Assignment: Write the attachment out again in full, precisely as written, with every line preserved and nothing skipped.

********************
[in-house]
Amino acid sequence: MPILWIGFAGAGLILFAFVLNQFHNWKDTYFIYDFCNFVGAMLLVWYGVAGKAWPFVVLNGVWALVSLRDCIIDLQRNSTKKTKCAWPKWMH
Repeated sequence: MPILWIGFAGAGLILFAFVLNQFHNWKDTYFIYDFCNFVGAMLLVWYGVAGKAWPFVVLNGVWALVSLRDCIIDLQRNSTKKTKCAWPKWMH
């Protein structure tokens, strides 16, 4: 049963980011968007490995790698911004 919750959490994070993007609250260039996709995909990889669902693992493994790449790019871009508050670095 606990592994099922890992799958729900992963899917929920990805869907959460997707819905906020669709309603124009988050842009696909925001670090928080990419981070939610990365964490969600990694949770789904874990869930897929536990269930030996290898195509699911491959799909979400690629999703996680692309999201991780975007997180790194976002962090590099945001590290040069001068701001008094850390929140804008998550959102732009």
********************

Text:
[in-house]
Amino acid sequence: MPILWIGFAGAGLILFAFVLNQFHNWKDTYFIYDFCNFVGAMLLVWYGVAGKAWPFVVLNGVWALVSLRDCIIDLQRNSTKKTKCAWPKWMH
Repeated sequence: MPILWIGFAGAGLILFAFVLNQFHNWKDTYFIYDFCNFVGAMLLVWYGVAGKAWPFVVLNGVWALVSLRDCIIDLQRNSTKKTKCAWPKWMH
């Protein structure tokens, strides 16, 4: 049963980011968007490995790698911004 919750959490994070993007609250260039996709995909990889669902693992493994790449790019871009508050670095 606990592994099922890992799958729900992963899917929920990805869907959460997707819905906020669709309603124009988050842009696909925001670090928080990419981070939610990365964490969600990694949770789904874990869930897929536990269930030996290898195509699911491959799909979400690629999703996680692309999201991780975007997180790194976002962090590099945001590290040069001068701001008094850390929140804008998550959102732009």